Stephen Vider’s essay “’Oh Hell, May, Why Don’t You People Have a Cookbook?’: Camp Humor and Gay Domesticity,” appeared in American Quarterly, Volume 65, Number 4, December 2013.
The Gay Cookbook was featured on the Room 26 Cabinet of Curiosities on March 20, 2008: What’s for dinner, Mary?
About his research, Vider writes: “I wrote the very first draft of the article for a graduate research seminar on 20th Century U.S. History, during my second year in the Am Civ program at Harvard. A friend was the first person to tell me about the cookbook – he had purchased a copy at a used bookstore in New York. But I came across [the Room 26 blog post] while I was researching the cookbook for the course, and the post was a major inspiration to me in thinking about the ways the book circulated within emerging gay consumer culture – and how it was used (especially that ‘washable binding for kitchen use’ line).”
Stephen Vider was recently awarded the Crompton-Noll Award from the GL/Q Caucus of the Modern Language Association, for best essay in lesbian, gay, and queer studies.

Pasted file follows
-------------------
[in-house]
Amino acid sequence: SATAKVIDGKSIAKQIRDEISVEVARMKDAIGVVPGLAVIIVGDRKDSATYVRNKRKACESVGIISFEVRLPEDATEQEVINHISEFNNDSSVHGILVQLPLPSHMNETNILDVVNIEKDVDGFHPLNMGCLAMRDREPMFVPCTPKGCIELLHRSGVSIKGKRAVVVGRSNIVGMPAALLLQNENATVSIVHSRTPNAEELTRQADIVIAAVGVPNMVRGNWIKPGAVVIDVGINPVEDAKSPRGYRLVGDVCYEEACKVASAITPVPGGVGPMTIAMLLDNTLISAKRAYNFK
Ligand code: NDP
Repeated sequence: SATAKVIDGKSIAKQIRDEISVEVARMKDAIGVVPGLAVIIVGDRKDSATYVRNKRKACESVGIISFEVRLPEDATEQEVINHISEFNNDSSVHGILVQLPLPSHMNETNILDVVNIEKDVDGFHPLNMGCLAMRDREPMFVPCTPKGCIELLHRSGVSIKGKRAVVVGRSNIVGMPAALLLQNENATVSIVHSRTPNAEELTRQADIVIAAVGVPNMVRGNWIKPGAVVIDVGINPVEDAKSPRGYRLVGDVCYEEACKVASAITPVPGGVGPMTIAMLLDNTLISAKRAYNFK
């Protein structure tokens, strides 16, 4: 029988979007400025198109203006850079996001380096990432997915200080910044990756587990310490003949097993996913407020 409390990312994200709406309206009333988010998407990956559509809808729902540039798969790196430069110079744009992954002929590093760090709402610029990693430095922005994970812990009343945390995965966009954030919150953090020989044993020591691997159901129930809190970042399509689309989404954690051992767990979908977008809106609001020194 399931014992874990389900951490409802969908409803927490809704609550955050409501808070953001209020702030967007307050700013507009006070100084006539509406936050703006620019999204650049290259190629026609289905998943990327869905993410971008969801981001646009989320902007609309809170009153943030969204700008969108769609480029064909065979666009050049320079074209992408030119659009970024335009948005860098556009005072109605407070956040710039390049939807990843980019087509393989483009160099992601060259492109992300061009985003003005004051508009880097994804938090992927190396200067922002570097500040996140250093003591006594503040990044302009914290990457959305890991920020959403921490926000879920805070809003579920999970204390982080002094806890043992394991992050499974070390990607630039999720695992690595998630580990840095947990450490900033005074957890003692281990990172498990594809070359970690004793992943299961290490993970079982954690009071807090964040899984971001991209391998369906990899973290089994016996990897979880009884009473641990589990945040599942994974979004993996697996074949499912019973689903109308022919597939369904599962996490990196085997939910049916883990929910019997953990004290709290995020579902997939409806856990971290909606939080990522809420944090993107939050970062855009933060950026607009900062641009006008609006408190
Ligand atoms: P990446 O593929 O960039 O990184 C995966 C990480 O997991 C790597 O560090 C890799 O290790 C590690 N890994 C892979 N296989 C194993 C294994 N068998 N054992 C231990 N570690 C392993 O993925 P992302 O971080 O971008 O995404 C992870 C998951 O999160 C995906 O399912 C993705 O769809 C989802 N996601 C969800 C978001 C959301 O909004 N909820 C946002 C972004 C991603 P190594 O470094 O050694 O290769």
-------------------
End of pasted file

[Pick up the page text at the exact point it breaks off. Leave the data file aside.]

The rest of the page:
“’Oh Hell, May, Why Don’t You People Have a Cookbook?’: Camp Humor and Gay Domesticity” Abstract: Domesticity has been underexamined in historical accounts of gay male culture in the United States. This essay analyzes The Gay Cookbook, by Chef Lou Rand Hogan, in order to reconsider the role of domestic space in shaping gay male identity, community, and politics in the post–World War II period. Published in 1965 and promoted in mainstream and gay media, Hogan’s cookbook presented a style of camp humor that challenged popular representations of gay life as lonely and “seedy,” as well as early gay rights activists’ emphasis on gender-normative self-presentation. The cookbook was also emblematic of an expanding gay print and consumer culture, which increasingly located the home as a site of consumption and social and sexual connection. The Gay Cookbook, I argue, reveals how domesticity blurred divides between “public” and “private” gay life, and provided a space to negotiate Cold War class, race, sexual, and gender conventions.